Bedell Cristin Jersey Partnership, working with the New York and London offices of international law firm Hogan Lovells, advised U.S. International Development Finance Corporation (DFC), an independent U.S. agency that provides financing to the private sector for projects in the developing world, on the Jersey aspects of a recent US$20 million senior debt financing commitment to assist in the creation of a US$65 million financing vehicle that will ultimately provide energy access to approximately 1.2 million people in rural Kenya. The transaction closed on 5 June.
The innovative off-balance-sheet financing vehicle, Brighter Life Kenya 1 Limited (BLK1), is the result of a joint effort between Solar Frontier Capital Limited, a wholly-owned subsidiary of African Frontier Capital, and d.Light Design Inc., a leading provider of solar energy products. BLK1 will provide funding to purchase accounts receivables of Pay-As-You-Go solar home systems from d.light’s Kenyan subsidiary, providing the company with working capital to finance its continued growth.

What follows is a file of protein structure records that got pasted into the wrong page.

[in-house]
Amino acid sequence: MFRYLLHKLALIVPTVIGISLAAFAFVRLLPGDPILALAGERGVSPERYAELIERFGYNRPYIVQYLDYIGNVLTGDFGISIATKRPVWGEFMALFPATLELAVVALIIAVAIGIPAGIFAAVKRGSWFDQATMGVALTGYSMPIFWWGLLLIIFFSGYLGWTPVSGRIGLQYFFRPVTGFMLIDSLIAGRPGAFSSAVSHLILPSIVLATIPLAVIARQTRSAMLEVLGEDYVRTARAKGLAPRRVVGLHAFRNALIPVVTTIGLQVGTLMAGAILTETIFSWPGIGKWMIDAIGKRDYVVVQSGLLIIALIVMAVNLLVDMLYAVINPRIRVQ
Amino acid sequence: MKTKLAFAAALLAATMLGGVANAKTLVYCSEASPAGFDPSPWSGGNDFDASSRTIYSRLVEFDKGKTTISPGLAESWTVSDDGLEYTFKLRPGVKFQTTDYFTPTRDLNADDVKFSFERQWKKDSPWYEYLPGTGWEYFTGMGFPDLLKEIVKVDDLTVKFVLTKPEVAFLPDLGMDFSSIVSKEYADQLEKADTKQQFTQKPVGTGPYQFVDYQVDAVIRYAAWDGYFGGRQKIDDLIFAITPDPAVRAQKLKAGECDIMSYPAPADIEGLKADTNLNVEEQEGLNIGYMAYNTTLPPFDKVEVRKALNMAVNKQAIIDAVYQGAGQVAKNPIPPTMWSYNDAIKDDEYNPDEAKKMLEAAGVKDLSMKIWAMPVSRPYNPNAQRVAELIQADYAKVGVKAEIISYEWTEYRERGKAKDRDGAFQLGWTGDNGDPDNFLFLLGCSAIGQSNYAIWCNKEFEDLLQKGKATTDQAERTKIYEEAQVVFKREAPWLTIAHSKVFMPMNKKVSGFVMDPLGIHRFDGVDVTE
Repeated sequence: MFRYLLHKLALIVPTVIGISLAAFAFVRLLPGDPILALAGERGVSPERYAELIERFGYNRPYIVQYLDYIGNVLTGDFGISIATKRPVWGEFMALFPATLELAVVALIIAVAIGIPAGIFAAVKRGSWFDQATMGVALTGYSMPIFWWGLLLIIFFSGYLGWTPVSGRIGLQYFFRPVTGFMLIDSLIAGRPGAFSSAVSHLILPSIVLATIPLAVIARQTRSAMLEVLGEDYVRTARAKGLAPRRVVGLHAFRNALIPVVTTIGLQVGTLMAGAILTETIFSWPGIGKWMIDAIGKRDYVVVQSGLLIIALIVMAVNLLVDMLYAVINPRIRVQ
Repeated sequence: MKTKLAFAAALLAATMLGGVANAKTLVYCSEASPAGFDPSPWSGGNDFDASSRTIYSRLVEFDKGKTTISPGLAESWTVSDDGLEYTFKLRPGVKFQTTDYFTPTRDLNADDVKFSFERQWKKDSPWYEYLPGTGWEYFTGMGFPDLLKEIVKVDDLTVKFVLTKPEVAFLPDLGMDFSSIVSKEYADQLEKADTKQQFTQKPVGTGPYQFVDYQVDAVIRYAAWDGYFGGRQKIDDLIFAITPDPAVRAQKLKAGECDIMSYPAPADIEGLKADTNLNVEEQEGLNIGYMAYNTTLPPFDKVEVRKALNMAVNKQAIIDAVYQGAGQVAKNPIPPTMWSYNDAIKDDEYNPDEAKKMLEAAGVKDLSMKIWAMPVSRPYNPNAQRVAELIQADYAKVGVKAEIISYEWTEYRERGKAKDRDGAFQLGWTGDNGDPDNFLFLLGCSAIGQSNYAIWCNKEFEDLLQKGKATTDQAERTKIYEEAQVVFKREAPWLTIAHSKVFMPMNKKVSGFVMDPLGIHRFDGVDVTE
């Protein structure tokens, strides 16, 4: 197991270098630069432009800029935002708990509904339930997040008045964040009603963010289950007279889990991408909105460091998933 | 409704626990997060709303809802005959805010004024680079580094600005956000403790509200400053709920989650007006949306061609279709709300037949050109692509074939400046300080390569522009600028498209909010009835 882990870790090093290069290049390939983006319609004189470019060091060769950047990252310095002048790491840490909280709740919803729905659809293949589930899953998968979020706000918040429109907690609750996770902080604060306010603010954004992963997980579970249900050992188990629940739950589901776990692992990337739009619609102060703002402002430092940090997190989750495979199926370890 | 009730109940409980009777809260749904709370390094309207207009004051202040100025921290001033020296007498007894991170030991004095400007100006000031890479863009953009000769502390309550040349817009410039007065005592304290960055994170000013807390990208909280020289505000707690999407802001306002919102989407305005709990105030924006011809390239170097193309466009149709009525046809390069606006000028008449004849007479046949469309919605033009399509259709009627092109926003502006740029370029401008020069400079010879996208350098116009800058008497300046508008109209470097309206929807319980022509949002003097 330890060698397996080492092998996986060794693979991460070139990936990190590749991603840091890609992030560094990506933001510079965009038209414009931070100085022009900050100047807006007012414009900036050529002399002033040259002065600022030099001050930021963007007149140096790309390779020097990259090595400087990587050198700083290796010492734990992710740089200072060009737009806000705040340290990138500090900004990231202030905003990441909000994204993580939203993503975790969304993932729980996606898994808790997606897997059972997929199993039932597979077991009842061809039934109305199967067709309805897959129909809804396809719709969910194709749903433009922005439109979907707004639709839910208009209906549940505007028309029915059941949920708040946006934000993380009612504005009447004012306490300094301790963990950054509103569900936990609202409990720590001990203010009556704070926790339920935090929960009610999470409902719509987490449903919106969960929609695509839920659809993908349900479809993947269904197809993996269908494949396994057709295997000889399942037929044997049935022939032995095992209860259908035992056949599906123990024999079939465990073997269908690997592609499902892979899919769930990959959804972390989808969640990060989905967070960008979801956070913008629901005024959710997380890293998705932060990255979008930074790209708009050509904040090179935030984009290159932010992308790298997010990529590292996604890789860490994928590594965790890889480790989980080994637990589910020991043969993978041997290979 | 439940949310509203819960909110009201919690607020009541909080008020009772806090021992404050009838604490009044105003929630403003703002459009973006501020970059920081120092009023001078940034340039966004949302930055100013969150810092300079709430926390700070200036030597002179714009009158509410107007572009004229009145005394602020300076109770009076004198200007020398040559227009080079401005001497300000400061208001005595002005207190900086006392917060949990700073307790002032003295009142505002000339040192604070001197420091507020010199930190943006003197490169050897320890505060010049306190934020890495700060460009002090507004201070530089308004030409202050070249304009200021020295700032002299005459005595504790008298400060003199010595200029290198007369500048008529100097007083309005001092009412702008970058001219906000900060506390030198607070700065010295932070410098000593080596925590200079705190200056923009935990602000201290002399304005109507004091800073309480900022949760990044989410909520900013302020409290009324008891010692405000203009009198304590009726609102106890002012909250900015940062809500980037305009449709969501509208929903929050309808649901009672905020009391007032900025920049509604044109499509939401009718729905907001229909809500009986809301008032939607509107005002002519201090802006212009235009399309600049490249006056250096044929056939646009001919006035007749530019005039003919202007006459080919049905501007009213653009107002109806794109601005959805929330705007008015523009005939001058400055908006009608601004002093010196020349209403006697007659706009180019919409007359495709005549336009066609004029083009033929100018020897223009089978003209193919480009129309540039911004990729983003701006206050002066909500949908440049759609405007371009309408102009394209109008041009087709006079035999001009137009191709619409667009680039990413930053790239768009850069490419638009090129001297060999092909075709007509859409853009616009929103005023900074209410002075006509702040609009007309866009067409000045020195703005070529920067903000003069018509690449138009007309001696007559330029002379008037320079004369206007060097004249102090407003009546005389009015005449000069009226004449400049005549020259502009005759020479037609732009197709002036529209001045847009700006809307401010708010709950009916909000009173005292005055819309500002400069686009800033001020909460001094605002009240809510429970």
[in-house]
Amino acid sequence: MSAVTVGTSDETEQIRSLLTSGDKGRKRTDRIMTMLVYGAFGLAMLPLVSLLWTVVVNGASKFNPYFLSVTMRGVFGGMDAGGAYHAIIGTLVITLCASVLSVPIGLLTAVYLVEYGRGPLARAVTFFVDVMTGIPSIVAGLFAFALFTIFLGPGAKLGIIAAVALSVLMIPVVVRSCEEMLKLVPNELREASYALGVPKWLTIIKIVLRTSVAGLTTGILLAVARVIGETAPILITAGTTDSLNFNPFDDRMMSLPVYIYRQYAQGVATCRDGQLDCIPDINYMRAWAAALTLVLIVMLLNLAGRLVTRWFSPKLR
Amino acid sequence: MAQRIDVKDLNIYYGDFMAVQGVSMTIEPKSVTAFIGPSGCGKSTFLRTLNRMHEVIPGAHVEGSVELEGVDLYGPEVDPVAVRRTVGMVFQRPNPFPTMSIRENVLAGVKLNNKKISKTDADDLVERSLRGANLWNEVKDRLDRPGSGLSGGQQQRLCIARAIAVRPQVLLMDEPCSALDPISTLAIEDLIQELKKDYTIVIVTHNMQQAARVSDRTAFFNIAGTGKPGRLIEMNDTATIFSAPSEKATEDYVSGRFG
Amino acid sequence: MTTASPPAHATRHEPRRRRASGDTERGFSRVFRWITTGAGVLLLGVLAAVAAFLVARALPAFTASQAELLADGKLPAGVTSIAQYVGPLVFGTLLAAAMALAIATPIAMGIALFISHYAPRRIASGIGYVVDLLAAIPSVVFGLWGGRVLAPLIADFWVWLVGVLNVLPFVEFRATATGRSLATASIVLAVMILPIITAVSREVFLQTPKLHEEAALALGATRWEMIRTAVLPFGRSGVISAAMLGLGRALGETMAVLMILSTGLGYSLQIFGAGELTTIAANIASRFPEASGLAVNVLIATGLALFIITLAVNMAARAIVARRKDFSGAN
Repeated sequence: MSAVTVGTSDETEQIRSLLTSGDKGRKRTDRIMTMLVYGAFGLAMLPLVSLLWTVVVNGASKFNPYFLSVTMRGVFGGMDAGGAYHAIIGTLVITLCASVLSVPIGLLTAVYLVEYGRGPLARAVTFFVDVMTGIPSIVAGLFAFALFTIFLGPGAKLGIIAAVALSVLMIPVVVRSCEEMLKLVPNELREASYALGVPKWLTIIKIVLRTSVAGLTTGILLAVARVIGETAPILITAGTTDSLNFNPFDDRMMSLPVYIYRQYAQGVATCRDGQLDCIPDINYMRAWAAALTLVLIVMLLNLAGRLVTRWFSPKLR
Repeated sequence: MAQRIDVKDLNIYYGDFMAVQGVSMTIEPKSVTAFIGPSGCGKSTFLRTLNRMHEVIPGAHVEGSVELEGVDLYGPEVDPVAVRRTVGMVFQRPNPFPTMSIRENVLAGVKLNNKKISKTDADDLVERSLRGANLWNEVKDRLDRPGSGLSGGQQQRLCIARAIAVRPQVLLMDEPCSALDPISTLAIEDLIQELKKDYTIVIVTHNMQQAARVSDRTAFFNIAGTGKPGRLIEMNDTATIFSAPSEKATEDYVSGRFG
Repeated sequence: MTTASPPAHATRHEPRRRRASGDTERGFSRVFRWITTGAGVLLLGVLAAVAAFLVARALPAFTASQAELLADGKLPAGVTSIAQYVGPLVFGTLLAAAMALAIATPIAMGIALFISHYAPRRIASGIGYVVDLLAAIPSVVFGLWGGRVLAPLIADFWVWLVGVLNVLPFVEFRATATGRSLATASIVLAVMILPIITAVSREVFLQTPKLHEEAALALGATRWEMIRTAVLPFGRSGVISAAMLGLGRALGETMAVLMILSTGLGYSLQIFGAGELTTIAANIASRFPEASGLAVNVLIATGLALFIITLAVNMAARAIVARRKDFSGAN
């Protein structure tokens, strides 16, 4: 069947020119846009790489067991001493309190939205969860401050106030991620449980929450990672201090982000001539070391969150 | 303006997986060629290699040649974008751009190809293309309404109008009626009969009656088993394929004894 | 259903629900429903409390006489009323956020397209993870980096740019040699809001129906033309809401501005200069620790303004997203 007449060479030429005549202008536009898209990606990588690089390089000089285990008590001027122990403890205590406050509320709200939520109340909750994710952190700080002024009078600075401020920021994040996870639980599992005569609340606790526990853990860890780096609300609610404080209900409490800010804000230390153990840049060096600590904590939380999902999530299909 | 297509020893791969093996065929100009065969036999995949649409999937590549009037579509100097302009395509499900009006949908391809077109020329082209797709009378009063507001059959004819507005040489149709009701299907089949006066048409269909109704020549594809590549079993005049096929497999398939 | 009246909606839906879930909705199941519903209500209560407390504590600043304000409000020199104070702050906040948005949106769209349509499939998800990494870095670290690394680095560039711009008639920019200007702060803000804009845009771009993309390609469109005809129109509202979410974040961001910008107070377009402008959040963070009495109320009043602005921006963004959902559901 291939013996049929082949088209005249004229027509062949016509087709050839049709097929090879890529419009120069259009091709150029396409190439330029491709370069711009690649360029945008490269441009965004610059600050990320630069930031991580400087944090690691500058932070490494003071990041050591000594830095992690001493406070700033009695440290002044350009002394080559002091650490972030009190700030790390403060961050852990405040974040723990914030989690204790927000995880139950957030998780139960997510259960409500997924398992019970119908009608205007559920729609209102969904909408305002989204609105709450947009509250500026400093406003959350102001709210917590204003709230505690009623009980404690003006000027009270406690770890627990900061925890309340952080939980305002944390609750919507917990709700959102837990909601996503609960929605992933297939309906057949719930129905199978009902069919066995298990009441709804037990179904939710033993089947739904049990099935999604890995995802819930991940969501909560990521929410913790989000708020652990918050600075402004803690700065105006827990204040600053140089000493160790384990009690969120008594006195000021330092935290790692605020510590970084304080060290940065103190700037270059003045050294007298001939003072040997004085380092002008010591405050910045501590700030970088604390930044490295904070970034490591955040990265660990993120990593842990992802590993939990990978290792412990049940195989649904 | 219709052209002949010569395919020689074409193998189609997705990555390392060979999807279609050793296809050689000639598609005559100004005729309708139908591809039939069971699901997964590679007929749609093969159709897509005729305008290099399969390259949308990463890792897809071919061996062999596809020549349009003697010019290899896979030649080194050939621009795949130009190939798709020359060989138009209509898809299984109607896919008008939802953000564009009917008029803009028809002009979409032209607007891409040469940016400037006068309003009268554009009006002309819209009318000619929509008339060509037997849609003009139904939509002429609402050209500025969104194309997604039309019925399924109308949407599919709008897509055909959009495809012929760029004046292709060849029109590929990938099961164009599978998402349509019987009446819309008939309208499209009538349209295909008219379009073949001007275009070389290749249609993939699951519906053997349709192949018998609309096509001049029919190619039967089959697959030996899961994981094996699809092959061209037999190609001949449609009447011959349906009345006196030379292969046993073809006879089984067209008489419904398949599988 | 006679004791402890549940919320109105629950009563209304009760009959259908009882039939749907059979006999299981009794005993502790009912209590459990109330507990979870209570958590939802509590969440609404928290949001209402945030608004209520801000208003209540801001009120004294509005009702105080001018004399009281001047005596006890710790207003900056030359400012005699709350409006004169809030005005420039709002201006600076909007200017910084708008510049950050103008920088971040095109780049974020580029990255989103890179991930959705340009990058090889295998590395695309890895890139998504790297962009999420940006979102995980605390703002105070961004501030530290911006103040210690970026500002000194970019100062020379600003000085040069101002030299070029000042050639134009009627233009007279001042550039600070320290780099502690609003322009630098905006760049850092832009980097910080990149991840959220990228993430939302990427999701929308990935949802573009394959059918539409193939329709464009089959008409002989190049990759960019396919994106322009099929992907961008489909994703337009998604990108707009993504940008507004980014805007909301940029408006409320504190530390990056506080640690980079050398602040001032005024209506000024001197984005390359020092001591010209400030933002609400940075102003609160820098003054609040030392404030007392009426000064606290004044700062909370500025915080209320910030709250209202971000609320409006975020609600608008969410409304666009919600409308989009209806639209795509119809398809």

The project serves as the first large-scale demonstration of the feasibility of receivables-purchase financing for off-grid solar home systems.
The Bedell Cristin team was led by partner Alasdair Hunter and included senior associate Malcolm Ellis and associate Louise Ridgway.
Hogan Lovells acted as lead counsel to DFC on the transaction with Kenyan legal advice being provided to DFC by Anjarwalla & Khanna in Nairobi.
Allen & Overy served as outside counsel to Solar Frontier Capital and African Frontier Capital as the borrower, and Norton Rose Fulbright advised d.Light as the seller of receivables.
Jersey partner Alasdair Hunter said: “This was a fantastic project to be a part of which will make a significant difference to communities in Kenya.
“We’re dedicated to working with our clients to achieve the best outcomes possible and we look forward to seeing the tangible results this deal will bring.”